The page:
Sometimes this is referred to as “suicide tourism,” and not unfairly so. The significant difference between this type of tourism and Atomic or Dark tourism is that in this case, the tourist visits an active war zone to experience what it’s like to be in the middle of bombs, bullets, and grenades. War tourists are often extreme sports lovers as well, and generally they are after adventures that give them big shots of adrenaline. There was a record high number of war tourists during the war in Afghanistan – as well as reported cases of visitors who lost their lives. For the more peaceful, less danger-seeking war tourists, there are groups that specialize in visiting inactive war zones, where things can be a little more relaxing for everybody involved.
Maybe some will rush to connect this specific type of tourism with sex tourism, but they better think twice. Fertility tourism – or reproductive tourism, as it is also called – is completely legal and innocent. For that matter, it can be considered a subset of what is known as medical tourism. Thousands of couples every year, most from advanced countries, travel to find the perfect sperm donor. This type of tourism exists because some nations have liberal legal regulations about sperm donation or lower costs for the whole procedure, since costs differ dramatically from country to country. Various statistical studies seem to suggest that the countries populated by tall, blond, blue-eyed men are strongly favored over nations that don’t have large numbers of men like this. Looks matter, after all.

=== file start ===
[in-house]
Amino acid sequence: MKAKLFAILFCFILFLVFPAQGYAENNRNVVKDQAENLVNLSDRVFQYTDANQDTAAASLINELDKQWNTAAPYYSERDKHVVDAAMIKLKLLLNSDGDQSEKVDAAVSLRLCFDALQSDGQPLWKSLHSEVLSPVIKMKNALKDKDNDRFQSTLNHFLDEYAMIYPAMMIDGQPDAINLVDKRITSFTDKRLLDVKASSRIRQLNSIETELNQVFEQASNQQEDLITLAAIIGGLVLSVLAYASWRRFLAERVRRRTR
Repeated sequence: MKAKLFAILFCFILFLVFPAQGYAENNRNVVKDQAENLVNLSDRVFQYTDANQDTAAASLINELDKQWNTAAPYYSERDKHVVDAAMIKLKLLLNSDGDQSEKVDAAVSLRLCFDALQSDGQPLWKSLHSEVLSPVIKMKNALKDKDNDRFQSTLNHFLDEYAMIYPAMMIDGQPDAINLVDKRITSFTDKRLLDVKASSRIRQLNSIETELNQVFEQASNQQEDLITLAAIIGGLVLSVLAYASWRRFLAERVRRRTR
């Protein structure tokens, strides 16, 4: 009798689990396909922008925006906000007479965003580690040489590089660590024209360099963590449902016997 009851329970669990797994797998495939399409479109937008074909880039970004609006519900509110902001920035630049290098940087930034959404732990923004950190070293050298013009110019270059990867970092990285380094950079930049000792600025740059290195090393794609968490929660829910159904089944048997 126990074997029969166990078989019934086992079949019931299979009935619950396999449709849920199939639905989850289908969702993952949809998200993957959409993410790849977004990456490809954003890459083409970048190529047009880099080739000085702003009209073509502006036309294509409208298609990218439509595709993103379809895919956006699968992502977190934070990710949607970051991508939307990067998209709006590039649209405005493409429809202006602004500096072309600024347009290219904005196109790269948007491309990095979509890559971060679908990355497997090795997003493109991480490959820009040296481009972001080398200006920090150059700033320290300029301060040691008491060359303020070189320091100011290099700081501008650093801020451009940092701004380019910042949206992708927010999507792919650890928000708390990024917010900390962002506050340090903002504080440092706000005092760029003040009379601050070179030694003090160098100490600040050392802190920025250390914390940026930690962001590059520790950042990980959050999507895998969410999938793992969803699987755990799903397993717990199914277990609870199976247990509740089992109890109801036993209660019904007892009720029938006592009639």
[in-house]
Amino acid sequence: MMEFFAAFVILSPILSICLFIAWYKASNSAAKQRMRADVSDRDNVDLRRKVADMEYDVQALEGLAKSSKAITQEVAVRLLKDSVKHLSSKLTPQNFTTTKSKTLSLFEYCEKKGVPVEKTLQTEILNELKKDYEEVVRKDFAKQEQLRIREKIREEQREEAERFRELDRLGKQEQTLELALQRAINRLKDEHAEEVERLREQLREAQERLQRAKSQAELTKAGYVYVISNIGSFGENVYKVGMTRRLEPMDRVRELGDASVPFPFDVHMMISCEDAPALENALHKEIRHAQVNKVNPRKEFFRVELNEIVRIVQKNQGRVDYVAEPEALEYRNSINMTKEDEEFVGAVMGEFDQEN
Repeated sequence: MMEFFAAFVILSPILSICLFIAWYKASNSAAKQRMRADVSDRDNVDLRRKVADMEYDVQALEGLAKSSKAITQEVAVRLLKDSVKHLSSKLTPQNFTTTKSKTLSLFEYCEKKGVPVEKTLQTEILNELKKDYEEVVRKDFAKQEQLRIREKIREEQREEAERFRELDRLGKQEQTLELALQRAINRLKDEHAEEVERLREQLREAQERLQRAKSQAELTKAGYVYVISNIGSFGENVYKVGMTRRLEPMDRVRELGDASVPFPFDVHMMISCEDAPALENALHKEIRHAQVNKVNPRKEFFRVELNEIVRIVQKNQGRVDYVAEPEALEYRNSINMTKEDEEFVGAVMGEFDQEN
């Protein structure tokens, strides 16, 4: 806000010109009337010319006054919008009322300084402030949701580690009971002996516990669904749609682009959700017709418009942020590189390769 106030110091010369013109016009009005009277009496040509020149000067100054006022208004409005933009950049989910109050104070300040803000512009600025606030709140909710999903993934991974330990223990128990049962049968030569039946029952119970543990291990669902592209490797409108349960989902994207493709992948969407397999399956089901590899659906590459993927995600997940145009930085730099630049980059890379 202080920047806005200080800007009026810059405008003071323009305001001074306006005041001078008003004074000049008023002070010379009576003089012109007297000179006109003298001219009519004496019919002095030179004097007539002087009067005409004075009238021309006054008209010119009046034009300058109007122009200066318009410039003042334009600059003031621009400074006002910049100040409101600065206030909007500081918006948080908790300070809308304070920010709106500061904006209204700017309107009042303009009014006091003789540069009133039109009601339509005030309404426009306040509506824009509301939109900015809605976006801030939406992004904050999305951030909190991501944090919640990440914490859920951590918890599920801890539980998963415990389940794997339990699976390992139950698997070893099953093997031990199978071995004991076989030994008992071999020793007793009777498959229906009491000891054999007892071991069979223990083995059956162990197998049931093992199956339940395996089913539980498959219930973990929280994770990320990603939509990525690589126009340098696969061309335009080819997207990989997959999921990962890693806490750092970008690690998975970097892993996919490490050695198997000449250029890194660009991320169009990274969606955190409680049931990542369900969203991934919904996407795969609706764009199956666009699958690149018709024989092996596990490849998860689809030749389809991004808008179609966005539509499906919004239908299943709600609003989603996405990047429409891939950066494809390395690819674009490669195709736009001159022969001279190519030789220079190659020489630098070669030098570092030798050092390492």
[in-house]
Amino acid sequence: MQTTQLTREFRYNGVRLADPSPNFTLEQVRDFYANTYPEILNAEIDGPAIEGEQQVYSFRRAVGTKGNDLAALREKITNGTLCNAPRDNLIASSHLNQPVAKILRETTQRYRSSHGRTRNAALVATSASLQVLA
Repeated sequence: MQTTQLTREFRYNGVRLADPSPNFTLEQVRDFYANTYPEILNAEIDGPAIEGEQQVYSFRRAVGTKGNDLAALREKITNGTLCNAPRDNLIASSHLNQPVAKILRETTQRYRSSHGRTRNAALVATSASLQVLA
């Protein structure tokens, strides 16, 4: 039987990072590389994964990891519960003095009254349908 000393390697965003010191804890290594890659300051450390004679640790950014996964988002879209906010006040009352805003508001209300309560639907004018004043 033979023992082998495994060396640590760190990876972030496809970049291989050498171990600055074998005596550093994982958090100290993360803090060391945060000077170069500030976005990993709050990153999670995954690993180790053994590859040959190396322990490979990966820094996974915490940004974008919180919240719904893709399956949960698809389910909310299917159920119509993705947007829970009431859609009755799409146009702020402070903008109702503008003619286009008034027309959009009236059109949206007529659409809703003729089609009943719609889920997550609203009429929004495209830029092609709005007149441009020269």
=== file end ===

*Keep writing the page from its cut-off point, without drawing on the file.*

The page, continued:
Without a doubt this is the most macabre type of tourism we could ever imagine, and unfortunately, in most cases, for these “holidays,” the airplane ticket is one way with no return. As the title suggests, suicide tourism is related to suicide and euthanasia. Most people who embark on these tours want to bring their lives to an end. Usually they are either people with physical disabilities or patients suffering from emotional problems such as clinical depression. Suicide tourism is mostly organized for large groups of people seeking destinations where euthanasia is permitted. The main goal of some people on suicide tours is to achieve the decriminalization of euthanasia in countries around the world, but there are also smaller groups seeking ideal scenic sites as places to end their lives. In the US, the Golden Gate Bridge in San Francisco is one of the most popular.